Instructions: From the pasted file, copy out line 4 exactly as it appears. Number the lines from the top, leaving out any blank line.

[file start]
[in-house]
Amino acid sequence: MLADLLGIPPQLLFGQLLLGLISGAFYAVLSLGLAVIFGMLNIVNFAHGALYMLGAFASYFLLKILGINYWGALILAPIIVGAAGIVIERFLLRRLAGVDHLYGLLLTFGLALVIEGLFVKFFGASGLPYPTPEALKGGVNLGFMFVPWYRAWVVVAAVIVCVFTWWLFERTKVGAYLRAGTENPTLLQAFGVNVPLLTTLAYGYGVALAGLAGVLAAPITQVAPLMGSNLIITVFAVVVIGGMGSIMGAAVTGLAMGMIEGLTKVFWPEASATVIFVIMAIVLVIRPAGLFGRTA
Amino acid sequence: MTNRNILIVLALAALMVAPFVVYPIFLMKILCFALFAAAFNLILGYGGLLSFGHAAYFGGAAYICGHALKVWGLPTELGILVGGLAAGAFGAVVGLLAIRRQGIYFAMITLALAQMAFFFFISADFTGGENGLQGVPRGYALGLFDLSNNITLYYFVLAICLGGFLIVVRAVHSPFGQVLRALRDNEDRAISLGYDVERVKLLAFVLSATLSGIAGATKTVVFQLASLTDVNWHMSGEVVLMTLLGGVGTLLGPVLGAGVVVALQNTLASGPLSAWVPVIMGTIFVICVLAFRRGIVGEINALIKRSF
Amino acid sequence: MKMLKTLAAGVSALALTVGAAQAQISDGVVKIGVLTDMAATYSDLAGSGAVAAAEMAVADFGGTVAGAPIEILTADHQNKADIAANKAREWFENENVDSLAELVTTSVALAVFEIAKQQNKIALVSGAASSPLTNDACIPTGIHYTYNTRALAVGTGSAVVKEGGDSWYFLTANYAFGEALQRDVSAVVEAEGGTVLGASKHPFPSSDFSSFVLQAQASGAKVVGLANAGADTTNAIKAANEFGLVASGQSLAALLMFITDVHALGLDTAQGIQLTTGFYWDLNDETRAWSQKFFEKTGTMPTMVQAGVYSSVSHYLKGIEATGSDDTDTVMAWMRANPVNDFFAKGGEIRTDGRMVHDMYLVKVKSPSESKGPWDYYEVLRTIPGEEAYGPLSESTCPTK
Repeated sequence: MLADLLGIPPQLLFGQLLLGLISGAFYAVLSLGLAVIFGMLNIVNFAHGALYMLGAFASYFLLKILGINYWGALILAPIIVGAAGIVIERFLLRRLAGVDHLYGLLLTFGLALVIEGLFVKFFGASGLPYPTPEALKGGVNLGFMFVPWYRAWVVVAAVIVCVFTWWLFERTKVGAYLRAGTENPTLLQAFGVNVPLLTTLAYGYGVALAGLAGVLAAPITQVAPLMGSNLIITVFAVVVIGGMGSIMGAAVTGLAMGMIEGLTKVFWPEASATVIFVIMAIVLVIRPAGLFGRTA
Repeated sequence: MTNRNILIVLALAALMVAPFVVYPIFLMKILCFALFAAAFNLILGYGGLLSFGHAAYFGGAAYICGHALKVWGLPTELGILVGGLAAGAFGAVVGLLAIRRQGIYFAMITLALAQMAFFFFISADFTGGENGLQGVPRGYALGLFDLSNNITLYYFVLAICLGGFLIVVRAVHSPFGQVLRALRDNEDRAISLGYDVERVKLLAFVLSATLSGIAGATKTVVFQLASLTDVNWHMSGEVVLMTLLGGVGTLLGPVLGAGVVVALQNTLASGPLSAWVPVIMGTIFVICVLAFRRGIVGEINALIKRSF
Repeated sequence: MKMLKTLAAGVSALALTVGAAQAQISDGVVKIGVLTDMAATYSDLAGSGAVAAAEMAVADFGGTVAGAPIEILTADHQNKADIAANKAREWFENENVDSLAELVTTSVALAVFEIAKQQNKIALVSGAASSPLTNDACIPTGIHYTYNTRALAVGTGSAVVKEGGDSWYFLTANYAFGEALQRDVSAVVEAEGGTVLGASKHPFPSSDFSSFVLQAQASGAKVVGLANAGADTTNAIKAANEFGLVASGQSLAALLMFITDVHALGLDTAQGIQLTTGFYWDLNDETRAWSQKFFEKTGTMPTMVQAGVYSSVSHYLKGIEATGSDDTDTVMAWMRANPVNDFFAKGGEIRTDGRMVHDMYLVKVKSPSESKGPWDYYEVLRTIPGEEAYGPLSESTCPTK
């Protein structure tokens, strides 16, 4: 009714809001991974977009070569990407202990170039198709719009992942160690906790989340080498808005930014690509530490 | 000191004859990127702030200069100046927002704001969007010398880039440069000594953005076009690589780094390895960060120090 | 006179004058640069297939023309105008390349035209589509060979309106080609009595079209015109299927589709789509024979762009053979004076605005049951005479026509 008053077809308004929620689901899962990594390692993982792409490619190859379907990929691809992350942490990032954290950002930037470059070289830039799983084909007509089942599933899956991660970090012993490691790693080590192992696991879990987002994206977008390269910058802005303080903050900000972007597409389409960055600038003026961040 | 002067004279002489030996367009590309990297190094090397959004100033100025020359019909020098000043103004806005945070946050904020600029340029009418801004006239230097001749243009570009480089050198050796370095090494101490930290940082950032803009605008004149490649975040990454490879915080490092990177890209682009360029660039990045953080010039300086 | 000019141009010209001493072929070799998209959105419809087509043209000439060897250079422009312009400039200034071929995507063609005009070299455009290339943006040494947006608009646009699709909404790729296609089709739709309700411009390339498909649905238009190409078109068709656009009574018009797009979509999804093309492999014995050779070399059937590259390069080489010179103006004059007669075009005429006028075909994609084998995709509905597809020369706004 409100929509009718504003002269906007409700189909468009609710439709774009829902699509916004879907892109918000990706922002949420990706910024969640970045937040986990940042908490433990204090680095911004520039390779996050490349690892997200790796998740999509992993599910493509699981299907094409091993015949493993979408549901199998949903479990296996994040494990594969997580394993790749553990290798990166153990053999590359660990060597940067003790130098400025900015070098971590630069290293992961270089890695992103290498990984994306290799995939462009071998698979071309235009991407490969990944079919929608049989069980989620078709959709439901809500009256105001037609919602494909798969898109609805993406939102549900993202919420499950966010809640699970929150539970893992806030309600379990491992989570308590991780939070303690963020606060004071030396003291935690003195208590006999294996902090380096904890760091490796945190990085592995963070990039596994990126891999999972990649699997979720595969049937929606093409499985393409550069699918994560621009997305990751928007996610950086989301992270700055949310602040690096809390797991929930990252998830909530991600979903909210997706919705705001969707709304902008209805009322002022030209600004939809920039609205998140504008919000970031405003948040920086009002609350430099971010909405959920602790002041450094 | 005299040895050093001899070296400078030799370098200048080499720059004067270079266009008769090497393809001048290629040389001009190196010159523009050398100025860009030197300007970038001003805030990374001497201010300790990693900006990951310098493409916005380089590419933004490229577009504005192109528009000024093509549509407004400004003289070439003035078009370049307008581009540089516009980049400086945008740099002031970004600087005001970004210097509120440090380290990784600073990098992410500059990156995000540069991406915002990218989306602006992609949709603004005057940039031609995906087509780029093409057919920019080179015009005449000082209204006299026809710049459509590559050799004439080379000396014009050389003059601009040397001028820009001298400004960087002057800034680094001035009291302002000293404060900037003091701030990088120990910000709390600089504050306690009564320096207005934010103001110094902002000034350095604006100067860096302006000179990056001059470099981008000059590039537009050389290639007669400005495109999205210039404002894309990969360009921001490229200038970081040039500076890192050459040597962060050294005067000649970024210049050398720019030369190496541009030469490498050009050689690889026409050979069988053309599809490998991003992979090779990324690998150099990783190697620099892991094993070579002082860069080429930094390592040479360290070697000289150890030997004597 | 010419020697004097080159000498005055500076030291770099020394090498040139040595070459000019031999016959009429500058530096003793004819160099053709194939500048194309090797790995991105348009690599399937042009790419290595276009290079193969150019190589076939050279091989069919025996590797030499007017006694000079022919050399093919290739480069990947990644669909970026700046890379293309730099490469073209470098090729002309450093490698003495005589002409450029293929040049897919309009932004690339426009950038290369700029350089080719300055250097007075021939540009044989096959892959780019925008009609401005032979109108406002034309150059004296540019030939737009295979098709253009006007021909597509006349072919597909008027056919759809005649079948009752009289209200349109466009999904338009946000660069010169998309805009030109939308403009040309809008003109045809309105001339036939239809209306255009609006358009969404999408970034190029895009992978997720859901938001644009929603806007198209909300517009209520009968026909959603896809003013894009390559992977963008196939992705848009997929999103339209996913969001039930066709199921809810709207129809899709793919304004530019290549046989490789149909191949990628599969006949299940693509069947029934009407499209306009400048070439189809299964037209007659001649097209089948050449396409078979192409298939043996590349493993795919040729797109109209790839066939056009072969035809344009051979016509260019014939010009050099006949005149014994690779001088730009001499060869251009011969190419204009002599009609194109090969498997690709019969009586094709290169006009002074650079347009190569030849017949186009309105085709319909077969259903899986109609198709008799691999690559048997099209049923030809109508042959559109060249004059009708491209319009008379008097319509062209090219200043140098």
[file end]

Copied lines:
Amino acid sequence: MKMLKTLAAGVSALALTVGAAQAQISDGVVKIGVLTDMAATYSDLAGSGAVAAAEMAVADFGGTVAGAPIEILTADHQNKADIAANKAREWFENENVDSLAELVTTSVALAVFEIAKQQNKIALVSGAASSPLTNDACIPTGIHYTYNTRALAVGTGSAVVKEGGDSWYFLTANYAFGEALQRDVSAVVEAEGGTVLGASKHPFPSSDFSSFVLQAQASGAKVVGLANAGADTTNAIKAANEFGLVASGQSLAALLMFITDVHALGLDTAQGIQLTTGFYWDLNDETRAWSQKFFEKTGTMPTMVQAGVYSSVSHYLKGIEATGSDDTDTVMAWMRANPVNDFFAKGGEIRTDGRMVHDMYLVKVKSPSESKGPWDYYEVLRTIPGEEAYGPLSESTCPTK